Adapting nanopore sequencing for proteins

BioTechniques News
Beatrice Bowlby

Using an ionic solution, protein sequences can be pulled through a nanopore.

Researchers at the University of Groningen (The Netherlands) have found a way to transport a protein through a nanopore, which could lead to protein sequencing technologies that are comparable to the handheld devices available to sequence DNA.

DNA can be sequenced with handheld devices that use nanopore technology. A single strand of DNA is pulled through a tiny hole (a nanopore) embedded within a membrane. Changes in the electric current are monitored as the nucleic acids pass through, which produces a signal that is decoded to produce the DNA or RNA sequence. Steps have been made towards using nanopore technology to sequence proteins, but this has not been possible as proteins are “like cooked spaghetti,” senior author Giovanni Maglia explains. “These long strands want to be disorganized, they do not want to be pushed through this tiny hole.”

Proteins have a weaker charge than DNA and can either carry a positive or negative charge, meaning they cannot be pulled through the nanopore in the same way. Maglia and the team dragged a solution of ions through the nanopore with an electric field, pulling the protein with it. “We didn’t know whether the flow would be strong enough. Furthermore, these ions want to move both ways, but by attaching a lot of charge on the nanopore itself, we were able to make it directional.”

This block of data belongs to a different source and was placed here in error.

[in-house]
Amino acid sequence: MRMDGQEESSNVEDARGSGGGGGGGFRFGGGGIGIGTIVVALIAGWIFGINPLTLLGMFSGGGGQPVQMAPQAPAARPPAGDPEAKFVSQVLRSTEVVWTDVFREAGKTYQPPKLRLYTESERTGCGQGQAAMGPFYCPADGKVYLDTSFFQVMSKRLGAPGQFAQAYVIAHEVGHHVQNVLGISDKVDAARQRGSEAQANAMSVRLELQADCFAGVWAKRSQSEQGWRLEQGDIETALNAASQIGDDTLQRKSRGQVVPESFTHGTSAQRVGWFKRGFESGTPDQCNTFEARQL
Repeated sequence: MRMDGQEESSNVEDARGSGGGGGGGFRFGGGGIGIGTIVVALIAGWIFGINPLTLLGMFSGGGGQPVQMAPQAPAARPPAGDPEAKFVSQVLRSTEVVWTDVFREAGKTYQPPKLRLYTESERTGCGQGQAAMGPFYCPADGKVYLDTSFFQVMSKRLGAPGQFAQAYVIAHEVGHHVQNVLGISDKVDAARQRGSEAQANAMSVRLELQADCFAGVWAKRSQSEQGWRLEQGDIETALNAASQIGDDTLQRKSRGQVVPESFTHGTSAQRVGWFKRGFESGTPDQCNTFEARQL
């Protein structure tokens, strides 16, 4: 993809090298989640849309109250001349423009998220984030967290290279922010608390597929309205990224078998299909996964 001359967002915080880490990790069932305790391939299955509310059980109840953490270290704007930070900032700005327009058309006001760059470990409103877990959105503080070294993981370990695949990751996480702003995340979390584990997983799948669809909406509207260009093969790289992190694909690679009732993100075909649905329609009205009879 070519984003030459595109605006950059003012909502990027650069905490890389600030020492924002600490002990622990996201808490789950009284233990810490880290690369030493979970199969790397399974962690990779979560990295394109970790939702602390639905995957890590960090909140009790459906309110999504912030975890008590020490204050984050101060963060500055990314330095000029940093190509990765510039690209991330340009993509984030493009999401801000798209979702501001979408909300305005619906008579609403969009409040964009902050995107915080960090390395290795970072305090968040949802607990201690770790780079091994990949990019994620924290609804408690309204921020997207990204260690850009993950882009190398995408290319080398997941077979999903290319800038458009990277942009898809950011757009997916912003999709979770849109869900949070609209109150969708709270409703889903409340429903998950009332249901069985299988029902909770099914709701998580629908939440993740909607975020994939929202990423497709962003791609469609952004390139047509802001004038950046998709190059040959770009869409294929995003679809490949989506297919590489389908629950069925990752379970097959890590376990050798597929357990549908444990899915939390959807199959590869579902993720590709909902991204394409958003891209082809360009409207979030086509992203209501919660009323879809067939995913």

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The researchers engineered a system to produce the strongest possible flow without proteins. Computer simulations then revealed that this force on a protein would be comparable to the force of the electric field applied to DNA in nanopore sequencing.

They applied this system to a challenging protein with many negative charges, which would make the protein want to go in the opposite direction of the flow. The flow produced by the ionic solution was strong enough to pull this protein through the nanopore. “Previously, only easy to thread proteins were analzyed. But we gave ourselves one of the most difficult proteins as a test. And it worked!” Maglia remarked.

Maglia has created a new startup called Portal Biotech to commercialize this protein nanopore sequencing technology and make it available to other labs and in clinical settings. Maglia concluded, “with this latest research result, we have the missing piece that we needed to make protein sequencing happen.”

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